Spontaneous natural optical activity in disordered media

Spontaneous natural optical activity in disordered media

F. A. Pinheiro, V. A. Fedotov, N. Papasimakis, N. I. Zheludev Instituto de Física, Universidade Federal do Rio de Janeiro, Rio de Janeiro-RJ, 21941-972, Brazil Optoelectronics Research Centre and Centre for Photonic Metamaterials, University of Southampton, United Kingdom Centre for Disruptive Photonic Technologies, School of Physical and Mathematical Sciences and The Photonics Institute, Nanyang Technological University, Singapore
Abstract

We demonstrate natural optical activity in disordered ensembles of non-chiral plasmonic resonators. We show that the statistical distributions of rotatory power and spatial dichroism are strongly dependent on the scattering mean free path in diffusive random media. This result is explained in terms of the intrinsic geometric chirality of disordered media, as they lack mirror symmetry. We argue that chirality and natural optical activity of disordered systems can be quantified by the standard deviation of both rotatory power and spatial dichroism. Our results are based on microscopic electromagnetic wave transport theory coupled to vectorial Green’s matrix method for pointlike scatterers, and are independently confirmed by full-wave simulations.

The concept of chirality, introduced by Lord Kelvin to designate any geometrical object or ensemble of points that lack mirror symmetry, pervades the natural world. The DNA double-helix structure and the related long-standing enigma of the origin of homochirality of life are just some examples of this fundamental concept in science wagniere (). Since the pioneer work by Pasteur on the resolution of tartaric acid, the development of efficient synthesis processes of naturally occurring chiral molecules is of utmost importance in chemistry, biology, and medicine since chiral systems have widespread applications in pharmaceuticals, asymmetric synthesis, and catalysis wagniere (). In addition to natural chiral systems, designing and characterizing artificial chiral structures constitute an intense research activity in recent years guerrero (). Chiral metamaterials are striking examples of artificial media without mirror symmetry rogacheva (); they have been applied to generate novel optical properties such as negative index media pendry (); plum2009 (), broadband circular polarizers gansel (), and enantioselective photochemistry tang2011 (). Another possibility of artificially generating chiral systems is to assembly achiral plasmonic nanoparticles in chiral geometries, such as helices, pyramids, and twisted nanorod pairs zheludev2003 (); zheludev2006 (); valev2013 (); kuzuk (); shen2013 (); hentschel (); zan (); ferry (). Remarkably, natural optical activity in these systems can be considerably larger than in molecular ones. On a more fundamental side, the conditions for observing natural optical activity, involving the preservation of the helicity of light, have been recently revisited corbaton1 (); corbaton2 (); corbaton3 ().

Despite all efforts to understand the optical properties of naturally occurring chiral media and to design artificial ones, there is an important yet overlooked class of chiral systems: disordered structures. Such systems have neither center nor plane of symmetry, so that they should exhibit natural optical activity as any other chiral medium. Interestingly, there is some previous experimental evidence of natural optical activity in random media, but this effect has never been attributed to the presence of disorder hadley (); silverman (); drachev (); instead, alternative explanations, such as surface contamination by unwanted chiral substances, have been put forward hadley (); silverman ().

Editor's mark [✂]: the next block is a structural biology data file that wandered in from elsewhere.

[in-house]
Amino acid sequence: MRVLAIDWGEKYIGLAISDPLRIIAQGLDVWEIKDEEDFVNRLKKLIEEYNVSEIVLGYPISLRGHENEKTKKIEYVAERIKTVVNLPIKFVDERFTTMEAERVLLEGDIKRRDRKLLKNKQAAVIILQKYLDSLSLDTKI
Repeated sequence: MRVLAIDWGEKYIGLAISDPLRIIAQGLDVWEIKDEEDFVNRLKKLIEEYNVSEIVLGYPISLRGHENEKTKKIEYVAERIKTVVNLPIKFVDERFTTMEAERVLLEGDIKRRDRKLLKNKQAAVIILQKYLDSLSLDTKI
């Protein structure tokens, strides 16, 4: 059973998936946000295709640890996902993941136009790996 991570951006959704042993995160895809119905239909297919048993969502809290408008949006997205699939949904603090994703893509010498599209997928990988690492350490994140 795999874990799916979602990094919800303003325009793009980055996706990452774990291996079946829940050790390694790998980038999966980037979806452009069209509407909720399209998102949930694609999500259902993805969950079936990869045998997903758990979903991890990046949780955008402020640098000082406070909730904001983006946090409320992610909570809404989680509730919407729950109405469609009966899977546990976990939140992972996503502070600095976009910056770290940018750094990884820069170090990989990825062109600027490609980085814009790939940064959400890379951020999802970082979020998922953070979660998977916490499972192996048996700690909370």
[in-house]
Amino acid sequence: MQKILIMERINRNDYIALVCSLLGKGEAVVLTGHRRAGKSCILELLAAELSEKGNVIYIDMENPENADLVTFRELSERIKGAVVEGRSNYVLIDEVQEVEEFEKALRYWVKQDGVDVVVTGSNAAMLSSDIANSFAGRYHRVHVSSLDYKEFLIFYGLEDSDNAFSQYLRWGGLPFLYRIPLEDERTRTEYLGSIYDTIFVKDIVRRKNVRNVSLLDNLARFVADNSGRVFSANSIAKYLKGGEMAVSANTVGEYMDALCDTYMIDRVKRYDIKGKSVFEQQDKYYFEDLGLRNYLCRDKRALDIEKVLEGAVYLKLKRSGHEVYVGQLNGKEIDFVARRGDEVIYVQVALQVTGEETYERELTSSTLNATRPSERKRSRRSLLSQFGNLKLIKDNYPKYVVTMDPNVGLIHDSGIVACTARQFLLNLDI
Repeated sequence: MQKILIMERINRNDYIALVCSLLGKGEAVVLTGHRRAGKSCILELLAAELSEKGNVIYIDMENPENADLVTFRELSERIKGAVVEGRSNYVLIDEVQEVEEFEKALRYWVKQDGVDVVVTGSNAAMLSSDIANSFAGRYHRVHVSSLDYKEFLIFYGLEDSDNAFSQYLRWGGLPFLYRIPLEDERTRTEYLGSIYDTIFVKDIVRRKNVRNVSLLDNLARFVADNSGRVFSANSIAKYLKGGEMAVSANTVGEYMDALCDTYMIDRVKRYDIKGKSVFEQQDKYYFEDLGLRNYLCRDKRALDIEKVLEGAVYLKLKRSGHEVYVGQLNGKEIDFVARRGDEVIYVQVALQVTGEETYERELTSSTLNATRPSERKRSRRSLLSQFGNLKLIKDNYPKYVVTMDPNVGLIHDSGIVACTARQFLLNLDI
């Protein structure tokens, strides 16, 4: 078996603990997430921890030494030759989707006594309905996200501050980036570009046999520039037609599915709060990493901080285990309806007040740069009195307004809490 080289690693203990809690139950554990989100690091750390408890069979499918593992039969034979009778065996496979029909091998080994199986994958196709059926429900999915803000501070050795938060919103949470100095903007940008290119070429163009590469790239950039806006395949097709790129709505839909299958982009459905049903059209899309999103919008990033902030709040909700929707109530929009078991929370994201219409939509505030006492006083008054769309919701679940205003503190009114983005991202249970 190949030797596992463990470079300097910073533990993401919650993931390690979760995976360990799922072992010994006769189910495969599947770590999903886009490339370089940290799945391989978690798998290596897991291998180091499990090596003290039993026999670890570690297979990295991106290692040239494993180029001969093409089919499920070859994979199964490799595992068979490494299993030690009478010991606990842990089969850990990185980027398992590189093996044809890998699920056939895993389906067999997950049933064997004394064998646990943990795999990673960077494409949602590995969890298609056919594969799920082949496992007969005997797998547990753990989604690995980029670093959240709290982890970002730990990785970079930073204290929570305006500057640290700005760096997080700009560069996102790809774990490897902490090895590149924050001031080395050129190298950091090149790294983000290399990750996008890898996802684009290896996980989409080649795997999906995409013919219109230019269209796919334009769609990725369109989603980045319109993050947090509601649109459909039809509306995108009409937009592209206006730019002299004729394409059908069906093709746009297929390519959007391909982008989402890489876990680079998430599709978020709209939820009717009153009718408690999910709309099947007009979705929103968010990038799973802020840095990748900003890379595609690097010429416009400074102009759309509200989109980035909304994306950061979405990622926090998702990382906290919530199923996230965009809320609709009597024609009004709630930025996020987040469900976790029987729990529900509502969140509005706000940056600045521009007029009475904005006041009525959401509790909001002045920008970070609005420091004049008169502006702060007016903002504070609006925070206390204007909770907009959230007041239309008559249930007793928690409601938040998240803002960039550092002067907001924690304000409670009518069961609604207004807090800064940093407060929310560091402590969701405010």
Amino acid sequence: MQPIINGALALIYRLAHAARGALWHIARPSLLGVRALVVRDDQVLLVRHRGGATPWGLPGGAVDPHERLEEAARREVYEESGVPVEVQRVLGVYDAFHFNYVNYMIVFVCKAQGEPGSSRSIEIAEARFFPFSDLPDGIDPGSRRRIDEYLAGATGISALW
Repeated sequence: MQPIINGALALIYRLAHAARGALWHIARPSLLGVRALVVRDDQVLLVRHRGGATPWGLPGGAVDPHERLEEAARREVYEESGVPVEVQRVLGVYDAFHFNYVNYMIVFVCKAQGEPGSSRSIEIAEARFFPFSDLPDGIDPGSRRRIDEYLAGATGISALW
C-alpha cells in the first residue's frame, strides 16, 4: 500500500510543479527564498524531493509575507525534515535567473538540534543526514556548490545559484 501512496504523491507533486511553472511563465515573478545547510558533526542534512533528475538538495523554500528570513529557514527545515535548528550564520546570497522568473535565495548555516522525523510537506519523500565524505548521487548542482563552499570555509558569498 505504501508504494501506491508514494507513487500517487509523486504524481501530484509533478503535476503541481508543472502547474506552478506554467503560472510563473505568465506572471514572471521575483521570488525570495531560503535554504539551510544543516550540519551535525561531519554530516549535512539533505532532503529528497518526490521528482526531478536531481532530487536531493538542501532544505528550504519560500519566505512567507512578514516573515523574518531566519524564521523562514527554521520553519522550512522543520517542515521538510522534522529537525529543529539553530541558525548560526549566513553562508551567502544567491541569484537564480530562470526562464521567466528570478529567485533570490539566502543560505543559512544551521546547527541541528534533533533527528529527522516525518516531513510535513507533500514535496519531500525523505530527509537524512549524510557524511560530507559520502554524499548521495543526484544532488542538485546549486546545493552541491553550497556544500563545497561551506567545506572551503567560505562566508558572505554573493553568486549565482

Figure 1: Examples of chiral ensembles: dipole scatterers arranged in a helix (a) and in a random configuration (b); (c) Schematic representation of polarisation rotation in a disordered medium.

Here, we demonstrate natural optical activity due to intrinsic geometric chirality in disordered, diffusive scattering systems. By means of microscopic electromagnetic wave transport theory, we derive an expression for the rotatory power and spatial dichroism of a medium consisting of randomly distributed pointlike scatterers (see Fig. 1). We perform a statistical analysis of natural optical activity in random media to conclude that the standard deviation of both rotatory power and spatial dichroism are strongly dependent on the density of scatterers and the scattering mean free path. Finally, we show that natural optical activity in disordered ensembles can be more that an order of magnitude higher than in the archetypical helical configurations zan ().

In the following we describe the derivation of the expression for natural optical activity in disordered media using the well established microscopic theory of vector wave diffusion pingboek (), which finds its equivalent in electronic transport theory mahan (). The second-rank tensor represents the specific intensity of the diffuse radiation in the direction . It can be expressed as mahan ():

(1)

with the Dyson Green’s tensor. For a low density of the scatterers the (second rank) mass-operator is related to the T-matrix of one independent scatterer pingboek (),

(2)

where we have implicitly applied rotational averaging of Eq. (2). In Eq. (1) the second-rank tensor describes the angular dependence of the diffuse energy flow. It obeys the integral equation mahan ()

(3)

where the current tensor is ( being the unit matrix), and the (four-rank) irreducible vertex is related, after rotational averaging, to the T-matrix of one independent scatterer according to pingboek ()

(4)

with . For isotropic, achiral media subject to weak disorder, the well known Boltzmann results applies, with .

In isotropic chiral media, the tensor (neglecting longitudinal terms) takes the form josa ():

(5)

where is the projector upon the space of transverse polarization (normal to ), is the antisymmetric Hermitian tensor ( being the Levi-Civita tensor). In chiral media obeys the symmetry relation .

Our objective is to solve Eq. (3) and to explicitly obtain the coefficients , in Eq. (5), and a expression for natural optical activity. To this end, let us separate the mass operator in a symmetric (S) and an antisymmetric (A) part: